SANTA CRUZ, Calif. - Northern California retailers are warming up to a program that promotes seafood from sustainable sources.
EcoFish, a leading supplier and marketer of seafood from environmentally stable sources, and FishWise, a consumer education program that uses color-coded labels to identify products in seafood cases, have teamed up to promote the availability and sale of sustainable seafood at supermarkets and restaurants.
The groups are working with a handful of retailers, including Surf Supermarket, an 11,000-square-foot independent in picturesque Gualala, Calif. The retailer kicked off the program in April.
"It matches our company's goal of trying to provide highest quality products to our customer, but also doing it in a way with the least amount of negative impact on the environment," said Steve May, the store's owner.
Surf caters to a mix of consumers, including professionals who commute to San Francisco, second-home owners and environmentally concerned boomers. May said he's encouraged by their initial reaction to the program.
"It might be a little early to tell since it's only been a month, but our fish sales are up and we think it's because of the program," he said.
One of the program's objectives is to clear up misunderstandings about seafood.
"Stores are feeling that customers are confused about the potential dangers of seafood, and FishWise is a great solution where they can give their customers the information that they want," said Shelly Benoit, executive director, FishWise. "We make it extraordinarily easy and we see great results in the sales with retailers that we're working with."
FishWise provides a color-coded labeling program for retailers to use in their cases. Green means the product is sustainable and safe. Yellow means that there are still some concerns about this fishery so another alternative should be considered. Red indicates that the fish populations are in trouble and the fishing method is not sustainable.
Each EcoFish product carries a seafood-safe label indicating the amount of 4-ounce portions a woman of child bearing age can safely have each month without ingesting harmful contaminants, based on U.S. Environmental Protection Agency guidelines.
May said the time is right for a program that sheds light on a misunderstood category. He's hopeful the effort will make consumers feel good about shopping the seafood counter.
"Over the last couple of years, I feel that people have become sort of confused and discouraged about shopping the fish department and this program helps address that and helps restore confidence in the fish counter," he said.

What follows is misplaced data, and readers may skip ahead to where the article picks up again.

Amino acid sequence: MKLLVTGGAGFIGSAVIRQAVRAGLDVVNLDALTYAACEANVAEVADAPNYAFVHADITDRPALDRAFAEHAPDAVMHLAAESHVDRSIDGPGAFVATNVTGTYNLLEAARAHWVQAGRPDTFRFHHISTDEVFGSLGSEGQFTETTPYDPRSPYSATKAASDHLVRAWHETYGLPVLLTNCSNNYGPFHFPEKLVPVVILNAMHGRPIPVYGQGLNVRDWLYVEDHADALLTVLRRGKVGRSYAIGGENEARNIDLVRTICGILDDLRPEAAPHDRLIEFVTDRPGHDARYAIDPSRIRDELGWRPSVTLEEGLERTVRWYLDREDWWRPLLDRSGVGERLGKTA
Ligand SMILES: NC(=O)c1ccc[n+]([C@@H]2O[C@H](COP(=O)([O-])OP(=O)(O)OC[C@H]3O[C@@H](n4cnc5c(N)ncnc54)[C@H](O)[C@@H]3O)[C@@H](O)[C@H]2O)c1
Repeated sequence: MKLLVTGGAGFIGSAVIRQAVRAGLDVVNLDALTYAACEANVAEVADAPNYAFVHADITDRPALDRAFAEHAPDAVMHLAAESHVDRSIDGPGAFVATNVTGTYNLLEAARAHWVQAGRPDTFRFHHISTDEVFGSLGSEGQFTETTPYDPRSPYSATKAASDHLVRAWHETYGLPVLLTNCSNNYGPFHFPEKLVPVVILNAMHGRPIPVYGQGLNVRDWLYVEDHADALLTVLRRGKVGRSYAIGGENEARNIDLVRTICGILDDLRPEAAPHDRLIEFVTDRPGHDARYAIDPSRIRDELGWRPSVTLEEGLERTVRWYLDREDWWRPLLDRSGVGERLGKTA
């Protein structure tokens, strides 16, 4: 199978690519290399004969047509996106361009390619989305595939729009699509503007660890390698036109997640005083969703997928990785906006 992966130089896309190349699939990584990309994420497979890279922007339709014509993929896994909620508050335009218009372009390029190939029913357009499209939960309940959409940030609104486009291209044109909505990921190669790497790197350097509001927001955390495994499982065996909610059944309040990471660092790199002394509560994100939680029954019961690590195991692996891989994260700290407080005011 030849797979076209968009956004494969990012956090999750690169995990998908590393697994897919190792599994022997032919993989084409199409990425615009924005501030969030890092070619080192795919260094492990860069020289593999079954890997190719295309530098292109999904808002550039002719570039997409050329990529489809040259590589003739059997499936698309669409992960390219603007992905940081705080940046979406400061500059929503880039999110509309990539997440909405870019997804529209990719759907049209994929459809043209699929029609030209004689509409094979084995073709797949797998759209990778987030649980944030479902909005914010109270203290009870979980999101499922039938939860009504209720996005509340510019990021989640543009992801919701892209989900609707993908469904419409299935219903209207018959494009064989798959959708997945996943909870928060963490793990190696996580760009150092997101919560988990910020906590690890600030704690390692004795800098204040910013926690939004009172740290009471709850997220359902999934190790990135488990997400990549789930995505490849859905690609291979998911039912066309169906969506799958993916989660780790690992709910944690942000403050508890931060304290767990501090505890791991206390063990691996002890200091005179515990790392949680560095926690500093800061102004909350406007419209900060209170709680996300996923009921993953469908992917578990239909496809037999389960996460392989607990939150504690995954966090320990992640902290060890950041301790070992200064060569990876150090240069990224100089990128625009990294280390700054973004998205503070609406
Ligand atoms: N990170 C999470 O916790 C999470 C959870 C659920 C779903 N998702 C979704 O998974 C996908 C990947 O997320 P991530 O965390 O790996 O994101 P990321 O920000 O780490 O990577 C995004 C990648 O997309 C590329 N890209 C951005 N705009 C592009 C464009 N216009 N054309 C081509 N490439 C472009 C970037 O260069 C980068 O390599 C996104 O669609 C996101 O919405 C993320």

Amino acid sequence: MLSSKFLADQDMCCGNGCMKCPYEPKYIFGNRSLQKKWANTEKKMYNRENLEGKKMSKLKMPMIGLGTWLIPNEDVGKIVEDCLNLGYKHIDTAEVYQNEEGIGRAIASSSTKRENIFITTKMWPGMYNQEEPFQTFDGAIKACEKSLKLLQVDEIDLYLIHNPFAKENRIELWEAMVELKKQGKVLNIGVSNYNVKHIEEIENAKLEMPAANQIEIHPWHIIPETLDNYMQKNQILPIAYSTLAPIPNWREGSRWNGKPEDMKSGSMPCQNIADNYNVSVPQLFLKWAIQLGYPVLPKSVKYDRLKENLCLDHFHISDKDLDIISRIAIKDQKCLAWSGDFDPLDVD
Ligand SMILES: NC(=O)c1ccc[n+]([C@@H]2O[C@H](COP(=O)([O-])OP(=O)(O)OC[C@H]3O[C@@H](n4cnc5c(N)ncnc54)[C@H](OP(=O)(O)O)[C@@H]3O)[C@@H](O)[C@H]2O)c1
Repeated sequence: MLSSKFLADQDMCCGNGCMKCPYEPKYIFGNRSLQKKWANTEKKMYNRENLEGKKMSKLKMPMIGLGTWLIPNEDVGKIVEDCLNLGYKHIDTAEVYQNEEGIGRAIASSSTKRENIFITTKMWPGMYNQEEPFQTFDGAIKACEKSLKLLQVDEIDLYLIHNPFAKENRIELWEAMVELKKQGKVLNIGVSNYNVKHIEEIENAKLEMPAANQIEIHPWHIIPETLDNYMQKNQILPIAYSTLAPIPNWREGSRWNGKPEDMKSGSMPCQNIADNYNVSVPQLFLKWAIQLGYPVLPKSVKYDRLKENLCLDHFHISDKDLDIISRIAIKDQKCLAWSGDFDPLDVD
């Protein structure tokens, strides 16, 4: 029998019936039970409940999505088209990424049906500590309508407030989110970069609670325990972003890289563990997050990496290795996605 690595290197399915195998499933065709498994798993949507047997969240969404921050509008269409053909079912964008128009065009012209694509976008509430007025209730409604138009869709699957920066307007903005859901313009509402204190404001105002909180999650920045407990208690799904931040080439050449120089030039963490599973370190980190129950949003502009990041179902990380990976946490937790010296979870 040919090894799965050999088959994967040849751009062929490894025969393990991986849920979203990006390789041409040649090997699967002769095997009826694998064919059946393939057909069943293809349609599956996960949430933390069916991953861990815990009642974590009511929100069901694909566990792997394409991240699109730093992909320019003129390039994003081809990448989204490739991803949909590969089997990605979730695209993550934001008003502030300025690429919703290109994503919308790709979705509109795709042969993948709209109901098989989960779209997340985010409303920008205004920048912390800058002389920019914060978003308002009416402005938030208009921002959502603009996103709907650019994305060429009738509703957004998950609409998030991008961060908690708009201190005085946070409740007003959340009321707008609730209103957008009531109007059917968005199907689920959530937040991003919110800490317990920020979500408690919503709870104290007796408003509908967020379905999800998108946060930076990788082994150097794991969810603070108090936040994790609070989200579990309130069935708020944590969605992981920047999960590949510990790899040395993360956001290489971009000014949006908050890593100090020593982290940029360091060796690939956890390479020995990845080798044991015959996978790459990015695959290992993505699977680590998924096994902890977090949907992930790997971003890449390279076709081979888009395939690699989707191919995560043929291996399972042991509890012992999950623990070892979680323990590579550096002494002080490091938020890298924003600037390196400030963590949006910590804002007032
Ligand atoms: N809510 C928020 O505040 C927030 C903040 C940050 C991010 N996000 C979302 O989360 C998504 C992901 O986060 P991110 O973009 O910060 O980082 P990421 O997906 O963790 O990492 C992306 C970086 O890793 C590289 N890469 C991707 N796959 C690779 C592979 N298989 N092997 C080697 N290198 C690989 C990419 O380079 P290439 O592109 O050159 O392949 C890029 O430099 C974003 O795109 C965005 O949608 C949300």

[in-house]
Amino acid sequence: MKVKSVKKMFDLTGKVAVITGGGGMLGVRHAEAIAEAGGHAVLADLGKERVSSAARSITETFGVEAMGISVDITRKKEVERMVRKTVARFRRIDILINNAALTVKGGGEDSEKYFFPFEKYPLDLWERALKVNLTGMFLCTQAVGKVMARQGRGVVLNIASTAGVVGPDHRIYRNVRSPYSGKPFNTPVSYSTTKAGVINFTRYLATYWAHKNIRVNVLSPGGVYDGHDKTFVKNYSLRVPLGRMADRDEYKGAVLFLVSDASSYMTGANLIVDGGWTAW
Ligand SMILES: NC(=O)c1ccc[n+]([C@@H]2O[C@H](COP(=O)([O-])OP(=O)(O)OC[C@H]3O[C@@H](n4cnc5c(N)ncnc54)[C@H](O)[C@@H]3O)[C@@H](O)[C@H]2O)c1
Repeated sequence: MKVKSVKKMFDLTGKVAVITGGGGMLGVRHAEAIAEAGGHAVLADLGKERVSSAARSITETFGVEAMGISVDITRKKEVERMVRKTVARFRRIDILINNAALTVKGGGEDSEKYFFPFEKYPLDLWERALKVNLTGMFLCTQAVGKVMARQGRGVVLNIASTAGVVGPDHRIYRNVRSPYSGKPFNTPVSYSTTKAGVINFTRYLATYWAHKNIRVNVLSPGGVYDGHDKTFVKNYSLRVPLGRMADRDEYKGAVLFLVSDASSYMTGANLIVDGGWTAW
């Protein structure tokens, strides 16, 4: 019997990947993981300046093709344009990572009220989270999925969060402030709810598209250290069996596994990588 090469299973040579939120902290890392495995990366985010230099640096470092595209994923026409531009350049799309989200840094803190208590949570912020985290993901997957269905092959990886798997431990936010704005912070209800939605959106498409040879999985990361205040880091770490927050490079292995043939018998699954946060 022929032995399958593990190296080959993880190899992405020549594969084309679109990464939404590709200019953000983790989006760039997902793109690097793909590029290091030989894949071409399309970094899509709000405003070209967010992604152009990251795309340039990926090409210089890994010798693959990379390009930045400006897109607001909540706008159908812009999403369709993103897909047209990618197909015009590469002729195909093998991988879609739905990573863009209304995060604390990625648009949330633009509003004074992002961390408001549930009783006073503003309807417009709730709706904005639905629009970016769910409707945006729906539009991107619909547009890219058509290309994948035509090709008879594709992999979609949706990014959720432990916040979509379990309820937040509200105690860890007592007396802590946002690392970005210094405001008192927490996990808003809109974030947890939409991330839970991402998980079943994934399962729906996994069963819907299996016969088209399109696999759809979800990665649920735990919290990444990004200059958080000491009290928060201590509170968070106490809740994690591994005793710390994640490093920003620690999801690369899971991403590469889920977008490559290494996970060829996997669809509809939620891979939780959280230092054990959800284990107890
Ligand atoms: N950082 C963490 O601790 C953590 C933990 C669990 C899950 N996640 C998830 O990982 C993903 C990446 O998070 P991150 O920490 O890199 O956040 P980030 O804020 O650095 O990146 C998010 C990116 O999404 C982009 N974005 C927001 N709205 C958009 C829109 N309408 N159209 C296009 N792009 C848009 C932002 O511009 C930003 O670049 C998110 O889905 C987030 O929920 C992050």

An industry consultant pointed out sustainability is a new issue that consumers are just starting to hear about.
"Most consumers don't know where their seafood comes from and I think that one of the reasons is that nobody, to this point, has really made a major effort to educate consumers about sustainability," said Howard Johnson, president of HMJ & Associates, Jacksonville, Ore. "Up until recently, there hasn't been enough in the pipelines to make it worthwhile."
Bi-Rite Market, San Francisco, got on board with the FishWise program last year and officials are pleased with the response.
"Our customers are very concerned about, not just fish, but where their food comes from in general and it just made sense for us because we support a lot of local farms and carry a lot of organic produce from smaller farms," said Liz Martinez, store manager for Bi-Rite." Our meat and poultry are all sustainable, if not organic, and we just felt we needed to get on board with a better fish program."
Participating stores pay a monthly membership fee to participate. They also pay more for sustainable seafood. Yet many factors including availability and level of sustainability figure into the price of fish, an official said.
"There's so many pieces of the chain that can make one item more expensive than another, but as a general rule, I would say it can be upward of about 50% more from us purchasing at the ground before it even gets to the consumer or the retailer - at the wholesale level," said Mary Jane McCraven, marketing manager for EcoWise.
Some of the most sustainable species now include dungeness crab, halibut, wild Alaskan salmon, pacific shrimp, sable fish, black cod and mahi mahi, McCraven said.
"One of the things that I think is fairly exciting about the program is that there's a number of different kinds of fish that we wouldn't normally have stocked, but this gives us an opportunity to educate our customer on fish choices that are inexpensive and sustainable and abundant, like tilapia, for example," May said.
Offering sustainable fish can help a retailer stand apart from the competition, he said.
"I think retailers should consider how this differentiates them from their competition because it makes a statement about your commitment to quality and sustainability and that might appeal to a certain customer when your competition might not have the same program," he added.
Retailers generally start out with about 30% in each green, yellow and red category, and that's true for the seafood case at Surf, May said.
"What I'm told from FishWise is that after participating for a year, retailers are down to about 7%-10% in the red category. And that's all purely customer demand," he said.
EcoFish plans to court conventional supermarket chains. Now, the company's products are in Wild Oats Markets stores, and will be going into Loblaws in Canada as well. FishWise, in stores in the San Francisco Bay area, is targeting Southern California, southern Oregon and other markets.
"I think if the program's handled properly, it will start to raise awareness of sustainability, but it's going to take some time and it's going to be interesting to watch," Johnson said. "I wish them well."